Comment by Mark Ashurst-McGee — December 12, 2008 @ 9:15 am

  14. I’ll be doing a review (hopefully) soon; but I want to go on record here as saying that the annotation and the editorial contextualizations are helpful and well done. I think the contextualization will be especially helpful for non-Mormon scholars.

    Comment by J. Stapley — December 12, 2008 @ 9:50 am

  15. My son recently returned from England, and is kicking himself —especially after he saw the price of the new book!–for not getting it there. He said the Church of Christ has the rights to the papers, and gives them out out for free. If this is true, how do we aquire one here??

    Comment by deb — December 12, 2008 @ 10:43 am

  16. Jett: I personally like the commentary and contextualization. To add to what J. said above, I think it is really helpful to give an idea of the environment Joseph Smith was in and why and how he came to say the things he said. I think it will be a great help to mormon non-scholars to use this context to better understand what Joseph Smith meant in a lot of situations.

    Comment by Matt W. — December 12, 2008 @ 11:00 am

  17. Mark: Thanks for the great info; for what it’s worth, I thought y’all did a splendid job.

    You can just learn to do with Jettboy what the rest of us have sadly learned to do: ignore him. All he does is try to raise commotion with ridiculous complaints on just about anything–especially if it at all resembles scholarship.

    Comment by Emerson — December 12, 2008 @ 11:07 am

  18. Ignore me all you want. My words still exist (on this site or anywhere) and despite what you wish they are not coming from a vacuum. What I say has been said and will be said by far more Mormons outside of the bloggernacle than what exists within it’s small world. In relation to the books, if the volumes are just for academics (and that isn’t a bad thing) then they will serve that purpose and not reach a larger audience. Although, they do seem to be doing well for what they are.

    Cost is also very prohibitive. Mark, I would suggest once the Journals and Diaries are done that the Papers Project think of doing a one or two volume “commentary lite” and cheaper edition for the less-than academic public. Then again, I understand that might be cost prohibitive in production.

    Not that anyone has to do anything other than ignore me. I can live with that.

    Comment by Jettboy — December 12, 2008 @ 12:08 pm

  19. Jettboy,

    As has been mentioned above, all the volumes will eventually be available online for free. That seems like a remarkably cheap addition and it will be searchable. You can skip the commentary entirely if you want. Frankly, I don’t really understand your complaint. Why don’t you just not read the parts you are not interested in, it still has all the primary documents you want. You’re angry that they are giving you more than what you would want?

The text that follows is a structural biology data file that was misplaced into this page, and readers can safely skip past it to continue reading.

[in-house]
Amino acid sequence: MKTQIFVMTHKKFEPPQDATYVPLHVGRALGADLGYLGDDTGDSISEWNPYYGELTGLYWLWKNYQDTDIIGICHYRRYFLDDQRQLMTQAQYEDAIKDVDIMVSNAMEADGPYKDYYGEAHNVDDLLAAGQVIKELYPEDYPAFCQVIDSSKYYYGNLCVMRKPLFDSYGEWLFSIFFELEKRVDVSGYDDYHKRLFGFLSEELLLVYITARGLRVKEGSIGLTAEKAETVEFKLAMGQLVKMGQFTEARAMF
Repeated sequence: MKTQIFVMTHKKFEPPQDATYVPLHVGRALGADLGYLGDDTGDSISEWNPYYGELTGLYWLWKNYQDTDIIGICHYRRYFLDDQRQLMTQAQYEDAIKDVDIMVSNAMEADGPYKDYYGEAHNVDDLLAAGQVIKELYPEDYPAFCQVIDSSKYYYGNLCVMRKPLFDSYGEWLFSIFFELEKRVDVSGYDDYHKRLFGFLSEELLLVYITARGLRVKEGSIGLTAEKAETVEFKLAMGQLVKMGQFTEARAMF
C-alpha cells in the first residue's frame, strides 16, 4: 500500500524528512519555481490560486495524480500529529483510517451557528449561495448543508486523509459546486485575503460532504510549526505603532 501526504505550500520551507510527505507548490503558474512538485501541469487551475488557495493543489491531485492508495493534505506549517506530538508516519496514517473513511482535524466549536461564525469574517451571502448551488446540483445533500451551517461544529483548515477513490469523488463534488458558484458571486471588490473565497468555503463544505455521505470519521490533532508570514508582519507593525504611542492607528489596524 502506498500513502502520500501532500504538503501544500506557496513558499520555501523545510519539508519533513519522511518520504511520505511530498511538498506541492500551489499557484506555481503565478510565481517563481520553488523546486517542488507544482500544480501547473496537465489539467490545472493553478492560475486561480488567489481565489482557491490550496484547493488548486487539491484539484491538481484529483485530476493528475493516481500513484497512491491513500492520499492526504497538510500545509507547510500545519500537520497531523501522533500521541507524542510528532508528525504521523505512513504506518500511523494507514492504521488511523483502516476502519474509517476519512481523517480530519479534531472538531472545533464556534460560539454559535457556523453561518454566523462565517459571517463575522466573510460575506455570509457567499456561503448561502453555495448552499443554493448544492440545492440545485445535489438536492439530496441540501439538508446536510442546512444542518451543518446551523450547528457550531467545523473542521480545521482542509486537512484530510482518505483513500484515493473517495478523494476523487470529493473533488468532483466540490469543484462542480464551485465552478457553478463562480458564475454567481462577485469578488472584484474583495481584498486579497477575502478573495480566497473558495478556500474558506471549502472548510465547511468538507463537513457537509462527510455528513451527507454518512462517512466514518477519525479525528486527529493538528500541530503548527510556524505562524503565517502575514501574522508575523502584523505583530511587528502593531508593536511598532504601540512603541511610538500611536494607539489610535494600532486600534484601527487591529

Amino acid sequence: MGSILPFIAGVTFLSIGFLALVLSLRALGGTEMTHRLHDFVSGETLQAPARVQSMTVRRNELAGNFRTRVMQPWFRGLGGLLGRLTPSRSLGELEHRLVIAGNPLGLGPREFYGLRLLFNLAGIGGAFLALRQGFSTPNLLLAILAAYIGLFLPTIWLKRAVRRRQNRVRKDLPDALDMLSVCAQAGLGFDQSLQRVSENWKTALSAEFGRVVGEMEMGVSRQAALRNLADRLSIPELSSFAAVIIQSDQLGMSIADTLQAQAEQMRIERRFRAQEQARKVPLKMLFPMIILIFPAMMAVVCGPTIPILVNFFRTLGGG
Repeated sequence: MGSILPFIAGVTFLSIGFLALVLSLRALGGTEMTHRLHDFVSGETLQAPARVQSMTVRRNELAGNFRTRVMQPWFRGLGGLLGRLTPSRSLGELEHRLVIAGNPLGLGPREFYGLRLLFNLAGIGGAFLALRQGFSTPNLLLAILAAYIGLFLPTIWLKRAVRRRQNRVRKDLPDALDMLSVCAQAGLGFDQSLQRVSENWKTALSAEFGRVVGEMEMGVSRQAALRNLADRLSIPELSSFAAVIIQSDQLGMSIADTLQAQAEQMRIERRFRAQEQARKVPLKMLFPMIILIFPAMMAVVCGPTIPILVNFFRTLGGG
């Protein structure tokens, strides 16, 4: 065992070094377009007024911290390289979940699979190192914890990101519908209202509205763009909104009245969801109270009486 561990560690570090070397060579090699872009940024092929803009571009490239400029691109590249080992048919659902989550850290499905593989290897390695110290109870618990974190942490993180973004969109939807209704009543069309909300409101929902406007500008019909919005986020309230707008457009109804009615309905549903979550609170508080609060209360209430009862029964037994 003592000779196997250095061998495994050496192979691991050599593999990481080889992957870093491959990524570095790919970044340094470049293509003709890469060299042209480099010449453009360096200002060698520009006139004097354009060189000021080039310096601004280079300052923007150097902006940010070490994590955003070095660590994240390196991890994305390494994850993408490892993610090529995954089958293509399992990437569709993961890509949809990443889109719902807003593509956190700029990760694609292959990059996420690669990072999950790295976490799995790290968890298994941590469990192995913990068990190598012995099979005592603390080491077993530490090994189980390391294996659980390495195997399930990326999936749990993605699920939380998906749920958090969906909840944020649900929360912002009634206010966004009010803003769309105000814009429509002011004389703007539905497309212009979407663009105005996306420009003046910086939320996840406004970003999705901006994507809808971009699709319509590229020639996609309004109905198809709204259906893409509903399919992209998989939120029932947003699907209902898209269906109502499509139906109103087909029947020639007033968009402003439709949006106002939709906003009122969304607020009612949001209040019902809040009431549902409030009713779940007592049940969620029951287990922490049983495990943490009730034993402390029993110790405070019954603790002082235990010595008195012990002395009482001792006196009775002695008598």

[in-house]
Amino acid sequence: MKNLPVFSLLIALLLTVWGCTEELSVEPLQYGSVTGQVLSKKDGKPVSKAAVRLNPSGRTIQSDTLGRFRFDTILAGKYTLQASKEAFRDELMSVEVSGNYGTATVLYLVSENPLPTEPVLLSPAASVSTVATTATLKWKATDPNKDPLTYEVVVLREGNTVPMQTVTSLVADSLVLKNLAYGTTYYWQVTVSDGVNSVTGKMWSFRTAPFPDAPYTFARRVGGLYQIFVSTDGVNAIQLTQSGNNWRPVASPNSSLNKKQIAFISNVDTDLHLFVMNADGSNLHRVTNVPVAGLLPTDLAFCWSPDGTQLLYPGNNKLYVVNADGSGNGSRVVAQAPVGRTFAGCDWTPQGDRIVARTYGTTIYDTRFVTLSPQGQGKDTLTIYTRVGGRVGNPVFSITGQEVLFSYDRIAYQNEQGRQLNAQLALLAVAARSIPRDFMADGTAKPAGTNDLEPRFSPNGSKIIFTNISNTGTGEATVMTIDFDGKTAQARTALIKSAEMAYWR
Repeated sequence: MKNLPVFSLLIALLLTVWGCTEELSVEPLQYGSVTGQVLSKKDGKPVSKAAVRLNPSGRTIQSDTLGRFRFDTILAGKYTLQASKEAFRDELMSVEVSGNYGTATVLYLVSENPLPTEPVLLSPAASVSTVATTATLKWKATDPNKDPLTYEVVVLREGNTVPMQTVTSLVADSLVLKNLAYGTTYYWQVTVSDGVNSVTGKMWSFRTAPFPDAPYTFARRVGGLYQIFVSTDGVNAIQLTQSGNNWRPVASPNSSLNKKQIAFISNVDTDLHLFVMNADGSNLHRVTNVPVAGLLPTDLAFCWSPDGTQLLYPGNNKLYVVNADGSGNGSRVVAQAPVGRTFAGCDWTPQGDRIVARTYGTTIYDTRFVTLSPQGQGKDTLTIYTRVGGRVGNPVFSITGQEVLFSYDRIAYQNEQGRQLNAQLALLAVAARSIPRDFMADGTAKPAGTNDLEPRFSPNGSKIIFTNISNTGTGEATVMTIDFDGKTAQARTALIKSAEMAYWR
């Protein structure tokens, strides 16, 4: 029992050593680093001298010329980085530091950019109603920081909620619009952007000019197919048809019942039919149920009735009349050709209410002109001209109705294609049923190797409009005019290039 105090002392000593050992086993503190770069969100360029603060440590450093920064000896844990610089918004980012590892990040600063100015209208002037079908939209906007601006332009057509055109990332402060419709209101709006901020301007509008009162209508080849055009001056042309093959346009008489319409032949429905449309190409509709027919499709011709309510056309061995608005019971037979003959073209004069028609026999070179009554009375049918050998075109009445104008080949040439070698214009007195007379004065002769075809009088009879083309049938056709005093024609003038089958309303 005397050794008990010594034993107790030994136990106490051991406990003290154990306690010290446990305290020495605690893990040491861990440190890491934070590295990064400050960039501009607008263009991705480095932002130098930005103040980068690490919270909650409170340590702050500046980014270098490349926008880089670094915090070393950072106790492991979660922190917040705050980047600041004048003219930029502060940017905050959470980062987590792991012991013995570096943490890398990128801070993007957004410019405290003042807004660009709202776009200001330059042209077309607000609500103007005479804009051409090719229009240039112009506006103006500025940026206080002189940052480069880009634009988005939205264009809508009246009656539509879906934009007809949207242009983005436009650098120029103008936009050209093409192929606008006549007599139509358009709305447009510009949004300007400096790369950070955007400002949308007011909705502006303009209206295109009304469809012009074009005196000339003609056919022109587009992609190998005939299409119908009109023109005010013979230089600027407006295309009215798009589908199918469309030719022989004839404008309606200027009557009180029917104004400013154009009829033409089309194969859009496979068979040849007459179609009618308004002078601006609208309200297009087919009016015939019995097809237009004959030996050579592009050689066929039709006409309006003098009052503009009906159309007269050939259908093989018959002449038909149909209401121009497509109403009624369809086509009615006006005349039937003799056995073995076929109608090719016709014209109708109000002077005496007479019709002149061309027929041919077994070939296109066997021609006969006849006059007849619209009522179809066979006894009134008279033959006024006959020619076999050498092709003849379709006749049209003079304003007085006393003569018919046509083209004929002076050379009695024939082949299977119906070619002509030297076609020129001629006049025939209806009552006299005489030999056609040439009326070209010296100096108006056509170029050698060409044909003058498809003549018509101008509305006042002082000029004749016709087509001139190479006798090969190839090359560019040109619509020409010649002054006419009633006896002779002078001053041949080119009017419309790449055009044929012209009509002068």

Comment by Jacob J — December 12, 2008 @ 12:22 pm

  20. To be clear, Jacob J, it is the cost vs. what it contains. Some seem to have the money for this, but I and many others don’t. I was interested in buying the Papers of Joseph Smith. My guess is that the “more than what you want” is contributing to the amount of the price. I don’t want that more, because it clutters what I want. Free online is going to be exciting, but frankly I am still a paper person.

    Comment by Jettboy — December 12, 2008 @ 12:37 pm

  21. Jettboy: You’re in luck, as a ““commentary lite” and cheaper edition for the less-than academic public” is available here.

    And this post is not about Jettboy, so let’s all be civil. Name calling will be edited.

    Comment by Matt W. — December 12, 2008 @ 1:23 pm

  22. Jettboy: Ignore me all you want.

    All we want? That’s a lot.

    (I am not sure why I haven’t just banned you. I suppose your trollery is just enough to annoy but not quite enough yet to warrant a full-fledged banning… yet.)

    Comment by Geoff J — December 12, 2008 @ 4:47 pm

  23. We banned the troll long ago at the JI. You have greater patience than we do, Geoff.

    As for the commentary/price debate, the discounted price on amazon is not that prohibitive, even for poor graduate students like myself. Some of Signature’s limited additions, on the other hand, are a bit too much of a luxury for me, and they offer far less commentary and contextualization.

    Comment by David G. — December 13, 2008 @ 1:31 pm

  24. I passed initially due to the cost. I used my Christmas book allowance to pick up the Harper D&C book and the Penguin Book of Mormon. But after reading your reasons why (the amount of work involved, letting the church know to do more of this) I just might reconsider it for my birthday. Which hopefully come August it might be back in stock.

    Comment by TStevens — December 15, 2008 @ 9:51 am